Monika Johnson-Hostler was in the room when President Barack Obama signed the Violence Against Women Act into law in 2013 – a moment she remembers as a symbol of the country’s progress.
“Watching President Obama sign this legislation, flanked by women of color who had worked so hard for it, was incredibly moving and powerful,” she recalls. “The signing encapsulated the importance of sexual assault awareness, services, and prevention, and also highlighted the diverse group of people who have been impacted by sexual and domestic violence and are working to do something about the problem.”
The signing was a fitting milestone in Johnson-Hostler’s career. Currently Executive Director of the North Carolina Coalition Against Sexual Violence (NCCASA) and President of the National Alliance Ending Sexual Violence (NAESV), she has more than two decades of experience in the field and co-founded RALIANCE in 2015.
We sat down with her this week to learn more about her history and her views on sexual violence prevention.
RALIANCE: What inspired you to work in sexual violence prevention and survivor advocacy?
Johnson-Hostler: When I was twelve years old, a school counselor told me after I took an aptitude test that I would grow up to be some kind of helper. I like to think I haven’t changed a bit, and I’m focused every day on creating a society that’s better for everyone. But my specific mission to prevent sexual violence came later.
In college, a woman who lived in a dorm across the hall came to me in the middle of the night after she’d been assaulted. There was no one else awake but me. She shared what happened, but I realized I had no idea how to help her. As a young Black woman in the 1990s, I hadn’t been introduced to rape crisis centers, or even therapy.
She left college a few days later and never finished her academic career there, but the experience of not knowing how to help her stuck with me. I vowed to know better next time, and just began researching information about sexual violence. By the end of college, I wrote an undergraduate thesis on the subject and began working for a rape crisis center. From there, sexual violence prevention became my life’s work.
RALIANCE: What differentiates RALIANCE from other sexual violence prevention organizations?
Johnson-Hostler: My co-founders and I partnered with the National Football League to launch RALIANCE with the goal of creating a new model for a national organization focused on sexual violence prevention. The field lacked one cohesive, national entity that could serve as a place for large organizations like the NFL to come for expertise and resources.
At the same time, RALIANCE helps local grassroots organizations tap into corporate funding that can often elude them otherwise. RALIANCE managed to bring the for-profit and non-profit sectors together in a more meaningful way to support the hard work that goes into sexual violence prevention.
RALIANCE: What’s one thing you wish people better understood about sexual violence?
Johnson-Hostler: I wish people knew that perpetrators and survivors of sexual violence are not all the same – every situation is unique and requires a nuanced response. For example, I think many still take a narrow view of justice – they think of courtrooms and prisons. But justice is actually a personal, restorative, and transformational process that can be different for every survivor.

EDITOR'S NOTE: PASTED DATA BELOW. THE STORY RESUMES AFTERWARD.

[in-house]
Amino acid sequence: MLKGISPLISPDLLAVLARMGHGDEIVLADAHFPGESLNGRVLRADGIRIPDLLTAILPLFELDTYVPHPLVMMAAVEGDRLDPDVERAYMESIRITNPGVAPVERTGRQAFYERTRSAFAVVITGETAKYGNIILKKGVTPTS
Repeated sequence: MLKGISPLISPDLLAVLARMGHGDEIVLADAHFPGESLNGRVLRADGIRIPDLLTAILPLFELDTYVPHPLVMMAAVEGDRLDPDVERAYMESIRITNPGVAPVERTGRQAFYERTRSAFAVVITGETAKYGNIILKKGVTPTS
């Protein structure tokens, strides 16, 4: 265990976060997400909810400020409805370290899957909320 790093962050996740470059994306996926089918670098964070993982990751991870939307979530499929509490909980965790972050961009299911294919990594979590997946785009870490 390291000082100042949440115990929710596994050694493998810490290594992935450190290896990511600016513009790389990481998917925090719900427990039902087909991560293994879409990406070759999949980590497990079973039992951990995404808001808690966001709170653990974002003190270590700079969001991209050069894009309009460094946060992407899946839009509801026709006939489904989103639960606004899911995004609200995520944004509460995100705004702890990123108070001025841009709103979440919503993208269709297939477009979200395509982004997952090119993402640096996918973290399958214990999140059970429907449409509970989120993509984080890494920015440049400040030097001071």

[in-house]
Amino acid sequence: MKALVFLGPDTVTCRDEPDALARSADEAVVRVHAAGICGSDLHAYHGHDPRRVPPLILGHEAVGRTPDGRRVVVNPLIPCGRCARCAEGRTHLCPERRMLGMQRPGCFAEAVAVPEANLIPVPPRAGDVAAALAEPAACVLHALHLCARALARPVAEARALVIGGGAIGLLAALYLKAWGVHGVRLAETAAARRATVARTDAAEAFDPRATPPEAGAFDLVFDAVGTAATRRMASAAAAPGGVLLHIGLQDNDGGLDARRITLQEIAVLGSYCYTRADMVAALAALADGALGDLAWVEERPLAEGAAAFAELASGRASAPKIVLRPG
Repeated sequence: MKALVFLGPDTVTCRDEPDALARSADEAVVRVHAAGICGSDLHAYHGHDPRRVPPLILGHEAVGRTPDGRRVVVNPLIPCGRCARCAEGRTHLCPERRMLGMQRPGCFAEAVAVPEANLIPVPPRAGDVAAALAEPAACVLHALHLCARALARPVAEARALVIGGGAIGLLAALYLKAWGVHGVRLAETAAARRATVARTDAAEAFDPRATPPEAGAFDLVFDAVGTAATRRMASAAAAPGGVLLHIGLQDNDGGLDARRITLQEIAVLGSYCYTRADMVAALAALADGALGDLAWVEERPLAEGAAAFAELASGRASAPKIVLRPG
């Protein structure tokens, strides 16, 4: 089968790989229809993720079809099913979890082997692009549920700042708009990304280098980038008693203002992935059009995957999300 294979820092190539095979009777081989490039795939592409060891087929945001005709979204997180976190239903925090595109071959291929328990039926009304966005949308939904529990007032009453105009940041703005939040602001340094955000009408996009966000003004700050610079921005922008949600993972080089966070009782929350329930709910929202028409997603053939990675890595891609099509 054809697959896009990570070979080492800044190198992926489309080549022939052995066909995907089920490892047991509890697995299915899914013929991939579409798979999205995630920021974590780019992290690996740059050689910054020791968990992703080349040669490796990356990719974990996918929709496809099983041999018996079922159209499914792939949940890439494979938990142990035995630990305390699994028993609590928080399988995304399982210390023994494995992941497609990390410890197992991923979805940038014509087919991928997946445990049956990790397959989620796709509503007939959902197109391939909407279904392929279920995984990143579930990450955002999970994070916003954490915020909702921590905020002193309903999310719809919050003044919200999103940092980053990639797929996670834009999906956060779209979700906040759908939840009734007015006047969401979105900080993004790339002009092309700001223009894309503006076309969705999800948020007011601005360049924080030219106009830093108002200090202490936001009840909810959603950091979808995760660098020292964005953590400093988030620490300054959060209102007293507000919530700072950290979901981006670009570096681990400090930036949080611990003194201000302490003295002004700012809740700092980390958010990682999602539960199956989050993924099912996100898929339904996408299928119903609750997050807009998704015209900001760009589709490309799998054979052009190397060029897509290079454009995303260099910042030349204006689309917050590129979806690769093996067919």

Importantly, most survivors know the people who cause them harm, and not all of them want their perpetrators to go to prison. In fact – and this is true on both college campuses and in the military – survivors often want justice within their environments, without the criminal justice system. They want to ensure that a perpetrator doesn’t harm again, and they want to receive appropriate accommodations to feel safe. Understanding this can help us take a more nuanced approach to meeting survivors’ needs.
RALIANCE: Do you think the movement to prevent sexual violence is on the right track?
Johnson-Hostler: There are so many signs that we are on the right track, because sexual violence is no longer viewed as a fringe issue. Since that night in college that sparked my life’s work, sexual violence has become a far more mainstream subject – one that we discuss in our homes, our schools, our workplaces.
Importantly, sexual violence has also been integrated into other ongoing conversations and movements, such as Black Lives Matter. There’s a growing recognition that all social justice issues – whether it’s about reproductive rights, criminal justice reform, food insecurity, immigration – are really one. At the end of the day, preventing sexual violence is about empowering vulnerable people in all walks of life.
RALIANCE: It’s Women’s History Month, so we’re wondering – which history-making woman do you most admire?
Johnson-Hostler: Whenever anyone asks me this, I always choose Rosa Parks. People know her from her decision to stay seated on a bus, but people don’t know all the other critical work she did – including her focus on rape in the Black community, which was a core part of her contribution during the Civil Rights Movement. Rosa Parks was a remarkable strategic thinker who worked for Congressman John Conyers for more than two decades. I strongly identify with her devotion to policy work, which has been central to my own life.
RALIANCE provides consulting, assessment, and employee development services to help build more equitable workplace cultures and create environments free from sexual harassment, misconduct and abuse. We stand ready to support your organization’s goals – contact us today at [email protected] to get started.